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Plastics pipe in the public spotlight in China

By: Nina Ying Sun

February 13, 2014

Plastic pipe manufacturers don’t usually make prime-time national TV news, but they did in China last month, and not in a good way

China Central TV (CCTV), the predominate state TV broadcaster, aired an investigative program Jan. 21 that revealed the rampant practice of using waste plastics to make substandard water pipe.

The reporting team randomly walked into about a dozen plastic pipe factories in Qidu Township of Jiangsu province, which houses 100 or so plastic pipe manufacturers. With the exception of one company, the interviewed sources all remained open about using recycled pellets.

The program later showed the sources of the regrind pellets, including waste plastic pipe, waste wires and cables, and waste plastic containers that were used to store chemicals. One recycler also had piles of medical waste on their premises.

China makes annually 12 million metric tons of plastic pipe, while nationwide capacity is more than twice as much. Half of the water pipe installed in 2012 were plastic, according to the program.

Within a couple hours from when the show was aired, according to Chinese media, local authorities launched an investigation and shut down production at the exposed factories. Local authorities also conducted a full-scale inspection of plastic pipe manufacturers in the area the next day.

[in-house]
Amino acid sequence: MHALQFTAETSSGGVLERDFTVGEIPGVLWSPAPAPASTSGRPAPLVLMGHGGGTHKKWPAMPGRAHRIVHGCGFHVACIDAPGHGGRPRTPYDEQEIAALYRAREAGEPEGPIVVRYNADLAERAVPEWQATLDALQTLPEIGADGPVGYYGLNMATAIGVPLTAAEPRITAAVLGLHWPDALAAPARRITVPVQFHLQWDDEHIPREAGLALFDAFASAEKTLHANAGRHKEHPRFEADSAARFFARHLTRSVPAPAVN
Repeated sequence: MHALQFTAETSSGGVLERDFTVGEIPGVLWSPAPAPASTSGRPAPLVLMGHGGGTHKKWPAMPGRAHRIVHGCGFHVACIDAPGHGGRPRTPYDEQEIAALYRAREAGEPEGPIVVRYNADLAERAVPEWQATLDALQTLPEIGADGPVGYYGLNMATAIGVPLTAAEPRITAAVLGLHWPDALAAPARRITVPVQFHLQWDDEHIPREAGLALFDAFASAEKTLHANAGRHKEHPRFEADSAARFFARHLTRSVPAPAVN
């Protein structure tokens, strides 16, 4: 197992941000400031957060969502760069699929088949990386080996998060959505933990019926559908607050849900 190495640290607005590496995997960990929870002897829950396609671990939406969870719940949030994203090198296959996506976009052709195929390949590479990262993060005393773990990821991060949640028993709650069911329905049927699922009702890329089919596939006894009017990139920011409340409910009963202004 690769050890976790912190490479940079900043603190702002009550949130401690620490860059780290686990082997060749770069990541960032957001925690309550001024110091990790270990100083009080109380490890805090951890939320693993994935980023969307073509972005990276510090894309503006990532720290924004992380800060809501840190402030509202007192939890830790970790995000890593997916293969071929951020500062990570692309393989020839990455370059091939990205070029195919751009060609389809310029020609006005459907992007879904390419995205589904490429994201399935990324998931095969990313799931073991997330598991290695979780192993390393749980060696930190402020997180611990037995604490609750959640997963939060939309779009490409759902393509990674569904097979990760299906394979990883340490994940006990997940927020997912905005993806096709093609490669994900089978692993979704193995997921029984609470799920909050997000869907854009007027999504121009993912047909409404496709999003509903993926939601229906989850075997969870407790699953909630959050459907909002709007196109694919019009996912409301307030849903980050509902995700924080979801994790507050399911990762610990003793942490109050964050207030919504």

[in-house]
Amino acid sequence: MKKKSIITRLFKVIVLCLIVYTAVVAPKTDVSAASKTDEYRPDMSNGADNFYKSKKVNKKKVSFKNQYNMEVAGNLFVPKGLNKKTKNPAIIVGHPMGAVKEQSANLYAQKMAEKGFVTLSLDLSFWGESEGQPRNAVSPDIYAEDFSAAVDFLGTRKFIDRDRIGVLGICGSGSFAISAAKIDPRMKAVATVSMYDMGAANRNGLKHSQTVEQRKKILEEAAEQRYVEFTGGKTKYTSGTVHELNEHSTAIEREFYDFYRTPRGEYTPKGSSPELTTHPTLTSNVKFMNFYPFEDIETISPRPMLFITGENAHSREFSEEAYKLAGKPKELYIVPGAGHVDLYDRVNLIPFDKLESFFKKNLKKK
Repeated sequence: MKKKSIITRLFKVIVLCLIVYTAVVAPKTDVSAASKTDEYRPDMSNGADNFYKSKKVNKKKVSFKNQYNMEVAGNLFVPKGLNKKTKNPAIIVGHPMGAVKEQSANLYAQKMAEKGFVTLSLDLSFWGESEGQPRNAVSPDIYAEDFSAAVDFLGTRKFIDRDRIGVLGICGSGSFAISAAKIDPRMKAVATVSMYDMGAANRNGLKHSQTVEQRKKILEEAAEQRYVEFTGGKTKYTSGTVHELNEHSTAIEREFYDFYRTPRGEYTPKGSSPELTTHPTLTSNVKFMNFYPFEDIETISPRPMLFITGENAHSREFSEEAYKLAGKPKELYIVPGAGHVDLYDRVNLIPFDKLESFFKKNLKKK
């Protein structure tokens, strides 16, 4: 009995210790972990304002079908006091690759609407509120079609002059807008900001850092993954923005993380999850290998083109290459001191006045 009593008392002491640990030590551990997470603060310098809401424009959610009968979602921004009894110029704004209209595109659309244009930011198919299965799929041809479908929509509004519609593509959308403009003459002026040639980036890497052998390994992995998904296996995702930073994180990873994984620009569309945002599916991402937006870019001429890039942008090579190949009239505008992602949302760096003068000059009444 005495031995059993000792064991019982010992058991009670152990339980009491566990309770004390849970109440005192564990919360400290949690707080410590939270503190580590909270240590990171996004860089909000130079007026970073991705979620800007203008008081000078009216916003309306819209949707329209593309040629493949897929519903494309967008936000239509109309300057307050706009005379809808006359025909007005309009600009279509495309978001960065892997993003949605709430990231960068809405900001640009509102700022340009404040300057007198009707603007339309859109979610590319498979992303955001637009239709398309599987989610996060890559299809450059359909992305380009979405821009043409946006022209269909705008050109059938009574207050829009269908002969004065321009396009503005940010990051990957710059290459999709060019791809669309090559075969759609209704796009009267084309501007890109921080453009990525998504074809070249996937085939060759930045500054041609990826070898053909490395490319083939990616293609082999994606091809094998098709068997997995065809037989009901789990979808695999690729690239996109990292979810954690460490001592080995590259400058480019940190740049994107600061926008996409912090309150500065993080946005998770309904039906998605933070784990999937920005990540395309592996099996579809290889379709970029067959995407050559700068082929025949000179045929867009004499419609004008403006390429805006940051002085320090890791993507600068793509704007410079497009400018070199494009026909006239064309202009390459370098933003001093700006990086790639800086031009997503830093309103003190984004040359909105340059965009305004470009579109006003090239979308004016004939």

The China Plastics Piping Association (CPPA) responded the next day, calling for pipe makers to take action to ensure product quality.

“The industry condemns such black sheep violation activities,” the Beijing-based group said in a statement it posted on its website.

“Within our industry, many bigger companies meet quality standards, so users can rest assured... But some companies do fall short of standards, by using recycled materials, reducing product thickness, and etc.”

CPPA said the exposed companies are not its members. It called for its 400-plus corporate members to strictly abide by quality standards and strengthen inspection of raw materials, production and final products. It also issued an official survey form and asked its members to submit information about their use of intake water pipe materials.

The association said it will work with authorities to improve the enforcement of quality standards and further define and advocate manufacturers’ responsibility for product lifetime quality.

CPPA said the entire industry needs to work together to combat such behavior and defend the industry’s reputation with social responsibility, honesty and self-discipline.

One of the companies featured in the TV coverage, Unient Plastic Technology (Suzhou) Co. Ltd., is a high profile player with multiple awards and press coverage.

“We suggest that inspection agencies and organizers of industry awards not indulge illegal activities for profit,” the statement added.